Although health care is unlikely to matter to most swing voters, there's more than enough fodder in the court's decision to inspire the true believers in both parties all the way to Election Day. Democrats can celebrate that the law is still in place. And they can continue to use the portion of the law that allows adult children to remain on their parents' insurance plans to reach out to young people and female voters. Republicans still have a "repeal Obamacare" message to motivate their base and don't have to worry about defending the loss of the law's more popular provisions. Even better, now they have a new tax to attack.
The bottom line: more rhetorical ammunition and turnout motivation for the parties' bases. Not much difference for everyone else.
Deputy assistant to President George W. Bush and deputy White House press secretary from September 2006 to January 2009
It's hard not to see the Supreme Court's decision on the Affordable Care Act as a net victory for the White House and a net defeat for the statute's opponents. President Obama will take a victory lap in his campaign and hope that an unattractive law now ruled constitutional will earn its butterfly wings and become beautiful. The difficulty for the administration is that a majority of Americans simply don't like the policy. So the decision is a "win" for Obama, yet it also provides a political and policy opening for Mitt Romney's campaign.
The court's protection of the individual mandate under Congress' taxing authorities is also a complication for the administration and congressional Democrats, leaving them in the uncomfortable position of having imposed higher taxes - a label that the president and congressional Democrats objected to during the legislative debate.
The House has scheduled a repeal vote, but the likelihood of legislatively defeating the bill is minimal, given the balance of power in the Senate. So the nation is now stuck with an unpopular yet unrepealable bill. And that's the lesson of politics: Elections do have consequences. Take them seriously.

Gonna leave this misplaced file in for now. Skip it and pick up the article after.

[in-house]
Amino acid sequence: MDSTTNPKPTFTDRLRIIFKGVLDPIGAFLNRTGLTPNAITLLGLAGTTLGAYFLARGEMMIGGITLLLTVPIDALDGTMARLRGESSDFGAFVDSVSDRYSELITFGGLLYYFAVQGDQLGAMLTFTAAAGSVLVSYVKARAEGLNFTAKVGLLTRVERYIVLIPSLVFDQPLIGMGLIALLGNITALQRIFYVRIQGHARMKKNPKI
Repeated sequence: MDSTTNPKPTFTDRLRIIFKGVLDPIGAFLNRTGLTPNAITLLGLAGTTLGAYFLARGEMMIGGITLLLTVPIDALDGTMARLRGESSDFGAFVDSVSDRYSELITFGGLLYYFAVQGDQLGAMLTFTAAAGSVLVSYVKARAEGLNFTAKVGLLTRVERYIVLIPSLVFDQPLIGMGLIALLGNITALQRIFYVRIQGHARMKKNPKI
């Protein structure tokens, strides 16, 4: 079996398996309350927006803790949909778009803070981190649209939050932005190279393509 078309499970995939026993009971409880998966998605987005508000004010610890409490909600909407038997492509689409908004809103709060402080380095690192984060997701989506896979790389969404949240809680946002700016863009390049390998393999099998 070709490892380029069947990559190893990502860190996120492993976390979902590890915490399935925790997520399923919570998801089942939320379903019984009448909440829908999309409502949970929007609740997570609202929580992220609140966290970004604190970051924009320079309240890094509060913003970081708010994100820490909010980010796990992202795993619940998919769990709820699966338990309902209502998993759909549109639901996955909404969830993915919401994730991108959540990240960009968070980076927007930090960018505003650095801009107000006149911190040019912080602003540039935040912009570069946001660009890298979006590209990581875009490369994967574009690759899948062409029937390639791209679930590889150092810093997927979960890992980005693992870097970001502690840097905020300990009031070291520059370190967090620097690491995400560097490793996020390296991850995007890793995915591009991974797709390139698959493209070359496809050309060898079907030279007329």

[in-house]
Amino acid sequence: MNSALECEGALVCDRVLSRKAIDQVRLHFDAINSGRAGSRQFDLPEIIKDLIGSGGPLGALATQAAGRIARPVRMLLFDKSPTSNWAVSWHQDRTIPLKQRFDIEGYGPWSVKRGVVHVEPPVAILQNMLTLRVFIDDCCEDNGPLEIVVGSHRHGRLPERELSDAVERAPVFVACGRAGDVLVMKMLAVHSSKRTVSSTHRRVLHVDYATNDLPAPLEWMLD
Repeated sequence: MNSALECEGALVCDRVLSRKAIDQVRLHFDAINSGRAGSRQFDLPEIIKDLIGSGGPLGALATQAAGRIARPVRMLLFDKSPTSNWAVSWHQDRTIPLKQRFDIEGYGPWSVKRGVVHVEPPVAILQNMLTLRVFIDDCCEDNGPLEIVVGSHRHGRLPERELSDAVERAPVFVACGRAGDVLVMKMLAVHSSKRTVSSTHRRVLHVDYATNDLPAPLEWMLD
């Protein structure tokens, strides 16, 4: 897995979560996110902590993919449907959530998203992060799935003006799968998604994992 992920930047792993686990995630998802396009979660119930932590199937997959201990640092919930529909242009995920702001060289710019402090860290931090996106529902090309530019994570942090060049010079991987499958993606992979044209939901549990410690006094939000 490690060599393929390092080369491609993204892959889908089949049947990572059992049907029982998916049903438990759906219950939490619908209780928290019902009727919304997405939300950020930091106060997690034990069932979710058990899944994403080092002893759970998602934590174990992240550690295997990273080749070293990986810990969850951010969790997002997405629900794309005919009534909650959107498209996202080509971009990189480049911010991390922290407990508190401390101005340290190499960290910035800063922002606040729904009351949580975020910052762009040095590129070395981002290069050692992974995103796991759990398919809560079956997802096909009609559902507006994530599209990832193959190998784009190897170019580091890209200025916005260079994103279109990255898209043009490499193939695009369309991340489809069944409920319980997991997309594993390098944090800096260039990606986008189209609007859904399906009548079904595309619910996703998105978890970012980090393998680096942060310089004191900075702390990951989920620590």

Senior policy adviser at DLA Piper. Former U.S. senator from South Dakota; Senate majority leader from 2001 to 2003. President Obama's initial nominee to be secretary of health and human services.
The Supreme Court's decision to uphold the health-care reform law is an enormously positive step for health care in America. Our country is just beginning to meaningfully address the cost, access and quality challenges in health care today. This ruling provides the green light to full implementation of insurance, payment and delivery reform to effectively create a high-performance, high-value health-care infrastructure with lower costs, higher quality and greater access.
The debate about the role of government in health care will go on in the chambers of Congress and in our political system through this election and, most likely, many more. But implementation can now go forward, unimpeded by questions of constitutionality, and in so doing create stability and a positive environment that will prove catalytic in bringing about meaningful change. The Department of Health and Human Services can now work with states to establish insurance exchanges. It can partner with the private sector in moving away from our volume-driven approaches to health-care finance, and it can drive meaningful improvements in the delivery of care in all health settings.
Achieving this goal demands America's best thinking and innovating. One of the primary keys to success will be public-private collaborations that create new and innovative approaches to affordable, value-based and efficient care.
The convergence of crisis and leadership brings about transformational moments in history. This is one of those moments. Now everyone, including all members of Congress, needs to work together to build on what President Obama has started.
Rachel Maddow, Donna Brazile, Douglas E. Schoen, Neera Tanden, Edwin Meese III and Howard Dean.